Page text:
Agnon’s most famous works include A Simple Story, The Bridal Canopy, and Tmol Shilshom (after which the popular Jerusalem café is named). Agnon was awarded both the Bialik and the Israel Prize twice for literature, and in 1966, he was awarded the Nobel Prize in Literature. Agnon moved from Galicia to Jaffa at the age of 20 and later settled in his Jerusalem home, which can be visited together with his impressive library in Talpiyot.
Leah Goldberg was born in Lithuania to a Lithuanian-speaking family, but her love for the Hebrew language began when she was young. And though she kept a diary in Hebrew at the age of ten, Goldberg’s fluency in seven languages led to her successful career as a translator of literature, including works of Shakespeare, Rilke, and Tolstoy, into Hebrew.
But what Goldberg is perhaps most loved for is her children’s literature, including A Flat for Rent and Miracles and Wonders. Many of her poems, full of idyllic imagery and nostalgic tone, have been put to music and have become favorites amongst Israelis, past and present.
Crossing over Goldberg Street right at its heart, Alterman Street is named after the famous poet and playwright, Nathan Alterman. Born in Warsaw, Alterman moved to Tel Aviv with his family at the age of 15. While considered today to be one of the most influential Hebrew poets, his Zionist political satire led to many of his poems being banned by the British mandate.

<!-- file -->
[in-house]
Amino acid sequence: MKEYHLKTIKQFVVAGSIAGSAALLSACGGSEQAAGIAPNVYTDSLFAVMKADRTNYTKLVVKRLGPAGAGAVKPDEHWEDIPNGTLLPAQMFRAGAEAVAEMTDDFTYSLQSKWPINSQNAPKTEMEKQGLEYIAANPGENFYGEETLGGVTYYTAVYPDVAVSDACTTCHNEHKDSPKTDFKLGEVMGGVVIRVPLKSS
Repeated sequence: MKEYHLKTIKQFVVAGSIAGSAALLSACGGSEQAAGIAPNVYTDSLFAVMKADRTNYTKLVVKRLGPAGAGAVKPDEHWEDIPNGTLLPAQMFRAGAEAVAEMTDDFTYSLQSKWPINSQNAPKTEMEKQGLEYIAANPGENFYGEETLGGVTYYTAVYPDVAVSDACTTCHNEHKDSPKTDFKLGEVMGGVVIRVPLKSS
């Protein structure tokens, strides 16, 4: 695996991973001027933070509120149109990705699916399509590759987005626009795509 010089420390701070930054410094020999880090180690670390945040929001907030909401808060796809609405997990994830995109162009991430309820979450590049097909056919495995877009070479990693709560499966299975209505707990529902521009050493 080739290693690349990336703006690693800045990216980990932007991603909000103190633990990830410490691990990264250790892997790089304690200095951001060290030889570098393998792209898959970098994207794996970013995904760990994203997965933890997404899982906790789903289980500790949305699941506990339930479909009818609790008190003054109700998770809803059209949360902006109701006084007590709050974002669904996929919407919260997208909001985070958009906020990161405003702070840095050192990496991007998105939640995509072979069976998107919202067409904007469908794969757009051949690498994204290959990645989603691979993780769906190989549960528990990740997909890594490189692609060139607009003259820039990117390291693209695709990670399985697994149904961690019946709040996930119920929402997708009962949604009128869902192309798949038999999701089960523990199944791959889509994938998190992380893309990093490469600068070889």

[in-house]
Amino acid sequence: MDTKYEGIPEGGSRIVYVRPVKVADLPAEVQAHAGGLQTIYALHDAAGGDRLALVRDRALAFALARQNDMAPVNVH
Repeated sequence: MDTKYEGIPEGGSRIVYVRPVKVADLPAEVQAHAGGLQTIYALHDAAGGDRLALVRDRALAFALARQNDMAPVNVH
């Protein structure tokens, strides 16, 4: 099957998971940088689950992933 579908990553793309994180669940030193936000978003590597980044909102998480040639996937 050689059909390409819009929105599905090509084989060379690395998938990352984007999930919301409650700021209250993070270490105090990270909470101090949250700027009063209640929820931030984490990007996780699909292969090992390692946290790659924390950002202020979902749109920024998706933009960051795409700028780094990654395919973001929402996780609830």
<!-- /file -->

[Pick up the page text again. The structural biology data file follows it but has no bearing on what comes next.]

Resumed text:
Many of Alterman’s poems are deeply romantic while still others portray a profound religious quest, and perhaps critique, such as his provocative poem ‘From Among All the Nations,’ written upon first hearing about the Holocaust in 1942. Alterman was awarded both the Bialik Prize and Israel Prize, and starting in 2016, he is the new face of the NIS 200 bill!
Yaakov Shabtai’s life began and ended in Tel Aviv, with a small interlude of ten years living on a kibbutz in his youth. Though Shabtai published many plays, short stories, and even a collection of poetry, he is most famous as a novelist for the one novel that he published during his lifetime, Past Continuous. This novel was groundbreaking in both its language and its form, being the first novel to be written in vernacular Hebrew, and the entirety of the text, moving back and forth through time and perspective, is just one single paragraph.
Much of Shabtai’s writings are concerned with tragic life and impending death. Shabtai himself died an untimely death at the age of 47 from a heart attack. His career, however, continued after his death, as his wife published Past Perfect, a sequel to Past Continuous, from a collection of Shabtai’s manuscripts. His daughter, Noa Shabtai, having been born from his liaison only a few months before his death, directed a film about the life of the father she never knew.
By Yael Herzog
Yael, originally from New Jersey, is currently studying English literature and creative writing at Bar Ilan University in Ramat Gan, Israel. She is a lover of traveling, painting, and has just recently begun falling in love with sculpting.